The United States, as the most influential political actor in the 20th century, topped the energy consumption for many decades. They established bilateral relationships with oil-producing countries such as Iran, Saudi Arabia, Venezuela, and Canada. The American government established many different military bases to chokepoints of the oil market, such as Strait of Hormuz. All effort was made to ensure supply security. After the Americans lived the consequences of the 1973 Oil Crises, they focused on the supply security more intensively and increased their activities in these regions and in the international political arenas. The new rules, such as storing the same part of the oil, helped them to survive the following oil crisis with receiving less damage.
Today, on the other hand, the United States produces more oil than most of the OPEC countries, and it is expected to be the net exporter in the future. However, this does not guarantee becoming an energy-independent country. There are several reasons for that, and in this section, we are going to discuss each of them. The first reason is that despite the United States produces more oil than most countries today, and they still depend on the diversity of different types of oil that OPEC provides. Therefore, even the amounts of imports declined, they continue to buy Saudi oil and other refined products such as gasoline and diesel from other countries.
The impact of the Abqaiq attack on Saudi oil facilities showed that the U.S. gasoline market still vulnerable to foreign attacks. Since the oil prices determined by the global markets, any event has the potential to affect the American energy sector and even national security. Charles Glaser, in his study, How Oil Influences U.S. National Security, works on these dynamics and explains why global events have an impact on American national security.
Glaser claims that the scholars working on energy issues does not link the possibilities for international conflict, and it creates an important gap in their analysis. Today, not only the United States’ oil demand but the demand for other major powers have an impact on American interests. For example, China is a growing economy and investing huge amounts of money on its military sector and consistently looks for opportunities to increase its impact against the American hegemony. If this country, find access to more amount of oil, they will be able to threaten the United States more effectively. Therefore, it is the U.S.’s responsibility to limit Chinese activities in the oil-producing regions. The sanction policies against Venezuela and Iran limit oil to reach Chinese soil to a certain degree, but the United States must keep their presences in the critical regions to protect its national interests.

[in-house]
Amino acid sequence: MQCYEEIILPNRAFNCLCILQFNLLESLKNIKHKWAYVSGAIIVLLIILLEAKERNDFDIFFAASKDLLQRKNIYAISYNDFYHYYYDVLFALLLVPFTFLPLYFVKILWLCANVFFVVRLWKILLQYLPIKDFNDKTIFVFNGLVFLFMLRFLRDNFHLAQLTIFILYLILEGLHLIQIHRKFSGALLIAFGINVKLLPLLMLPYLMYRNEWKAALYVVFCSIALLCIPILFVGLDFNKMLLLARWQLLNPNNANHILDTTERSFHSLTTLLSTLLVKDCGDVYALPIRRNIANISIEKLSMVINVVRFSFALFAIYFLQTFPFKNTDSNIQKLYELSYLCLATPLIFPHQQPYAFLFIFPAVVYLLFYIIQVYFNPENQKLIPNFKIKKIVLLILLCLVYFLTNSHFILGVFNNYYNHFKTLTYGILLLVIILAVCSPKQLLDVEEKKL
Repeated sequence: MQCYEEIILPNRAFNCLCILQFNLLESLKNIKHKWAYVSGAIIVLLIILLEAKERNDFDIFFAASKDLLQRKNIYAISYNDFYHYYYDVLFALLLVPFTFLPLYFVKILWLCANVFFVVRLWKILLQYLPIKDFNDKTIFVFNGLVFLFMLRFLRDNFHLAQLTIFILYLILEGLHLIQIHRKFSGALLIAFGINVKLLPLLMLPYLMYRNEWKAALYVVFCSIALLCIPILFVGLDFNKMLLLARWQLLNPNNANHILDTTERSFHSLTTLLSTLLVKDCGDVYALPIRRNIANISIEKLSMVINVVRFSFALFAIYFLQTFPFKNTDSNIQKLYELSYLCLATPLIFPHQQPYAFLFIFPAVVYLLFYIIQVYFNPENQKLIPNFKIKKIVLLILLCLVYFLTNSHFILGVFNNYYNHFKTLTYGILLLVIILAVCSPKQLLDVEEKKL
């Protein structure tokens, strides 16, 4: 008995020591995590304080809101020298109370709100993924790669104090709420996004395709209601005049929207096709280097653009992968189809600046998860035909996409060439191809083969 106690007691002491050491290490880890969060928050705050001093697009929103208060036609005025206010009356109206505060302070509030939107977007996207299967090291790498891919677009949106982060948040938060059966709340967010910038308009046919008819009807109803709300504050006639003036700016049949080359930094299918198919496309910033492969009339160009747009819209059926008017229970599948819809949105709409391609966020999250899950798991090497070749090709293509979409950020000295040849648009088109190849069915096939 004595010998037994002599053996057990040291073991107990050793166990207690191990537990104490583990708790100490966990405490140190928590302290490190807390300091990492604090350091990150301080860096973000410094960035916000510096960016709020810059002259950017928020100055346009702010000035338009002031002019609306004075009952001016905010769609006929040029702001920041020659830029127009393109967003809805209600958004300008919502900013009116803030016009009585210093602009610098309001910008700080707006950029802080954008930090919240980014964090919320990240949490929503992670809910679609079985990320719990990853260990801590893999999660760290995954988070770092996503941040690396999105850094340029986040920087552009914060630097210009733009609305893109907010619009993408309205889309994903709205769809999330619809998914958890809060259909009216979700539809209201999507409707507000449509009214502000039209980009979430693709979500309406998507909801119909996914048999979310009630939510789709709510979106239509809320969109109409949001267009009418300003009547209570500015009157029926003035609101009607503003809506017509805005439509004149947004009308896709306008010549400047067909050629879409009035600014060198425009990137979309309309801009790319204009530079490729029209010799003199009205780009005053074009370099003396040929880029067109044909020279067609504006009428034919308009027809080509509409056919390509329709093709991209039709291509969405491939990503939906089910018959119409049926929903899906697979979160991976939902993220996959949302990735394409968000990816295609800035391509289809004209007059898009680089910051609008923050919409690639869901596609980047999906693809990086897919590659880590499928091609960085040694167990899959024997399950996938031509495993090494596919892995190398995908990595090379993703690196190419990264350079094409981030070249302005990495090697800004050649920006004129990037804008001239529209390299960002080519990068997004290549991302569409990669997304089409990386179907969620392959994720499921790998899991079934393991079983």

In his, article Glaser introduces several key variables that might have an impact on American national security. The first of them is dependence. Glaser states that the more the United States consumes, the larger the negative impact of global price increases on its economy. Even when the United States achieves oil independence, the economy will remain sensitive to disruptions in the global supply of oil. We see that Glaser’s statement is accurate in predicting the outcomes of attack to the Saudi facilities, as we mentioned above. It brings us to another key variable, energy intensity.
We can define the energy intensity as the amount of energy required to produce a unit of output. According to Glaser’s study, the U.S. energy intensity has declined by approximately 50% since the late 1970s, and the U.S. Energy Administration projects a 50% drop more by 2040. If the United States manages to drop the consumption of the energy intensity, then we can expect that higher oil prices might have a positive impact on their economy. However, this also depends on the demand for U.S. petroleum. Today, they are not producing the type of oil that most of the world demands. If the structure of the demand mechanism changes in the future, they might enjoy higher revenues in that sector.
Overall, despite having a vast amount of oil and natural gas resources, the U.S. dependence still continues. The rising powers in Asia threaten the American position in international politics, and to decrease its impact, the United States should focus on limiting their access to energy resources. Up to now, the American government manages to do this by applying sanctions and using military forces.
Yet, as Glaser points, these policies create vulnerability on military capability and economic prosperity. While following such policies on an international level, they should also focus on lowering their domestic consumption and energy intensity level.